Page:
Data analysis of the campaigns being conducted in the run up to the EU referendum has shown that the Remain camp is overwhelmingly relying on Project Fear, deployed in particular in economic terms, while the Leave campaign is more positive and broader based.
Analysis of activity by the two official campaigns’ Twitter accounts by The Telegraph shows that, over the last six months, @StrongerIn has been less positive and more fearful overall than its rival @Vote_Leave.
Both campaigns have resorted to messages designed to make people fear the consequences of backing the other team, but the Remain camp has deployed Project Fear more often, overwhelmingly on the economy.
This was also reflected in the “fear factor” of their tweets with Remain used more fear and anger terms per tweet than Leave.
Of the tweets published by both groups between 1 January and 1 June of this year, 66.8 per cent of Remain’s tweets were classified as positive, against 71.8 per cent of Leave’s tweets, when neutral tweets are excluded. Both organisations scored a generally positive result thanks in large part to tweets promoting events by their followers, which received a positive score.
And the analysis showed that, when talking about their key issues, the economy and immigration, both campaigns became more negative and employed more fear-based terms.
Remain racked up a fear score of 0.35 when talking about the economy – scores below 1.0 indicate net negativity – which means that they were more negative about the economy than Leave, who scored 0.3. However, Remain focused overwhelmingly on the economy; fully 22.3 per cent of its tweets were about the effect of a Brexit on the economy.
Meanwhile, Leave was more negative than Remain on its key issue, immigration, with a score of 0.32 to Remain’s 0.25 on the subject. But overall it had a much broader topic basis, tweeting about immigration only 7.2 per cent of the time.
A glance at the two twitter accounts as the referendum heads into the final week of campaigning bears the conclusions out.
This afternoon the Remain campaign pinned a tweet warning of dire economic consequences if Britons vote to leave the EU, urging their followers to “please RT [re-tweet]”. Pinning a tweet keeps it at the top of an account’s timeline, meaning it will be seen by anyone who visits the account.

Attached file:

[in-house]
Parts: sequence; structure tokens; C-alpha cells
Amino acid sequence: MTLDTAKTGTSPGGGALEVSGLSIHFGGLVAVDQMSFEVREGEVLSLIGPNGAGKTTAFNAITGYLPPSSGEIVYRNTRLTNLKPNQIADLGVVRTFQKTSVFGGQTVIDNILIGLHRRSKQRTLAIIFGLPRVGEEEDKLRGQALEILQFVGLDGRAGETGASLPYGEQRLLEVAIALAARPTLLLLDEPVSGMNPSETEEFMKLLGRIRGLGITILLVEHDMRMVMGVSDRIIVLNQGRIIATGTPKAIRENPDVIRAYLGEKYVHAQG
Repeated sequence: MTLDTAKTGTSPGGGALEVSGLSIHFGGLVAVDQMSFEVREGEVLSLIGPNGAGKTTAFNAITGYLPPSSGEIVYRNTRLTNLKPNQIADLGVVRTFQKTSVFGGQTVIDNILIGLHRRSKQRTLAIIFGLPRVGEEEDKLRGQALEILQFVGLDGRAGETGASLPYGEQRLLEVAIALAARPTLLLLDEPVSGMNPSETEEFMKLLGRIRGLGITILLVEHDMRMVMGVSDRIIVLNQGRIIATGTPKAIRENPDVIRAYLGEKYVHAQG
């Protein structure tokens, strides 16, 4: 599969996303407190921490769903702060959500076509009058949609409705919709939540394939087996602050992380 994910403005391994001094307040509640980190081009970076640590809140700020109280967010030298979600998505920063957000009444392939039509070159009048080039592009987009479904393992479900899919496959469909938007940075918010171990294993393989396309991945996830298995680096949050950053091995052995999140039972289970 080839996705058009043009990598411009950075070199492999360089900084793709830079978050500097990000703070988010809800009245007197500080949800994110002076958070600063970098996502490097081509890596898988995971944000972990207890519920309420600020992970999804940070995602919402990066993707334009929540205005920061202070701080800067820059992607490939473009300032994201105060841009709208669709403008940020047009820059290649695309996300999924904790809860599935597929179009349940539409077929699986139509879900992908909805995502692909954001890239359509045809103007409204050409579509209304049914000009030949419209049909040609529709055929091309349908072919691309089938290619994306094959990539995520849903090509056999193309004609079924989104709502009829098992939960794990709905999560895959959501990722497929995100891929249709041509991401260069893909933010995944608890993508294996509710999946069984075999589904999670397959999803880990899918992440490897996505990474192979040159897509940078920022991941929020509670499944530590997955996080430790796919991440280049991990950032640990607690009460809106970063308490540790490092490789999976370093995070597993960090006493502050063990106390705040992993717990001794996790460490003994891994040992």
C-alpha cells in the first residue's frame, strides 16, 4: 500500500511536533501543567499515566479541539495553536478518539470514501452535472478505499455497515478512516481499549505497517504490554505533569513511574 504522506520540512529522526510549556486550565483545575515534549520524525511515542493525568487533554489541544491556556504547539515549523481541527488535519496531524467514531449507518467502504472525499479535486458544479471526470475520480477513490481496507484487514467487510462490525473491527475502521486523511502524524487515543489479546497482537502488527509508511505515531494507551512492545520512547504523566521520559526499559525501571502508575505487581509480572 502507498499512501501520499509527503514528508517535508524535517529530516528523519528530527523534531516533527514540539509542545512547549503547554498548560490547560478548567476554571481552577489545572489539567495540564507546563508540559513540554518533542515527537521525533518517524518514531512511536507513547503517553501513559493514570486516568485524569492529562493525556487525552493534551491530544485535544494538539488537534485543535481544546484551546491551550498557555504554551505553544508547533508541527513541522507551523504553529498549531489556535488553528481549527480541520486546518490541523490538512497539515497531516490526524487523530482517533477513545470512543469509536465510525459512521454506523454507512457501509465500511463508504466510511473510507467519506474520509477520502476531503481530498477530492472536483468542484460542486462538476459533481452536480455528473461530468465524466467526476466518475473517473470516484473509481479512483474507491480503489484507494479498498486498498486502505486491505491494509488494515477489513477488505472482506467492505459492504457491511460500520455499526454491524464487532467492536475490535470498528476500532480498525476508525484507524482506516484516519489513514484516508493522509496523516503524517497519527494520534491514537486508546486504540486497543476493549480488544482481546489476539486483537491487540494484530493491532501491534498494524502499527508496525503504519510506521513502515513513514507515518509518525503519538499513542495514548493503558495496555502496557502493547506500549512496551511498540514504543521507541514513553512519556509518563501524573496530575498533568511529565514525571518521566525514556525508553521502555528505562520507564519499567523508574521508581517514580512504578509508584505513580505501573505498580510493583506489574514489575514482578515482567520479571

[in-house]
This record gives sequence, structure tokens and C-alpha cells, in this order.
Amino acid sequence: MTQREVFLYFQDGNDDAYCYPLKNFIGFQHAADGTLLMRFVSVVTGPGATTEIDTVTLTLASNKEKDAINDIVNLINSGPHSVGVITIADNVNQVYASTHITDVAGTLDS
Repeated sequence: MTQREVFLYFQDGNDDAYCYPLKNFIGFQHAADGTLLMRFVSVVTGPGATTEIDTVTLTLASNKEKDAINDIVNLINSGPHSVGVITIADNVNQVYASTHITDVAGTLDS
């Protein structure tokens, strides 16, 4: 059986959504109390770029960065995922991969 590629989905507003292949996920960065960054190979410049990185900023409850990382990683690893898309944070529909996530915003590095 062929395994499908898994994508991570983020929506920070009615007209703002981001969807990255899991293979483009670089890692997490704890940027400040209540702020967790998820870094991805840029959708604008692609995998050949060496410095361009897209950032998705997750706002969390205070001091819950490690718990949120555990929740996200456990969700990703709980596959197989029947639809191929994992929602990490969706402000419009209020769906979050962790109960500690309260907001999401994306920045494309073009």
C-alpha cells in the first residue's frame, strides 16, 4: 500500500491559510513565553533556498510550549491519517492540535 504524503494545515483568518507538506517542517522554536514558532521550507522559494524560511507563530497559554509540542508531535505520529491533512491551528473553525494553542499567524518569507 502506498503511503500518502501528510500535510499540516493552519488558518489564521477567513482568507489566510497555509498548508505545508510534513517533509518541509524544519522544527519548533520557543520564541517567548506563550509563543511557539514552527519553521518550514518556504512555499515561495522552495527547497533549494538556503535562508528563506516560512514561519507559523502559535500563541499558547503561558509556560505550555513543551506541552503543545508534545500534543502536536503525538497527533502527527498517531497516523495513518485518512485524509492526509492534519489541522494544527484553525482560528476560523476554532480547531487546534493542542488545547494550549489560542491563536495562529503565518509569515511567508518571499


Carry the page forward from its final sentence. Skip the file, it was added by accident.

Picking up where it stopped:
— Stronger In (@StrongerIn) June 15, 2016
By contrast, the leave campaign’s pinned tweet urges people to show their support for the campaign by handing out a pledge card. It is signed off with the hashtag #ProjectHope.
— Vote Leave (@vote_leave) June 15, 2016
The analysis also found that, while Remain tweeted more often, racking up 3,226 tweets during the period compared to Leave’s 2,469 tweets, the Leave campaign had significantly more followers – 60,609 to Remain’s 39,594 at time of writing.
Explaining the methodology, a spokesman for The Telegraph said: “The topics were classified using text mining and artificial intelligence techniques to automatically classify tweets. The analysis was based on counts of tweets associated with each topic and sentiment score along with the total number of fear words used.
“Tweets were scored as positive, negative or neutral using twitter sentiment analysis techniques.
“For example, ‘the UK’s top economists have settled the economic argument – we’re better off IN Europe’ is positive, while ‘leaving Europe would mean losing our influence and our say, not only in the EU, but across the world’ is negative.”
The finding comes as George Osborne threatened to enact an emergency budget, in the event of a Leave vote, slashing spending and raising taxes to the tune of £30 billion.
He warned the budget would include measures to raise income tax levels, fuel duties, and inheritance tax; it would also see £2 billion cut from the pensions budget, a two per cent cut to protected budgets including the NHS and schools, and a five per cent cut from non-protected budgets including policing. No mention was made of planned cuts to the widely opposed Foreign Aid budget.
However, critics have pointed out that he would need to secure the backing of Parliament to enact the budget. Fifty-seven Conservative MPs have so far vowed to oppose the measures, meaning it would fail even without the help of Labour MPs who would be almost certain to oppose it.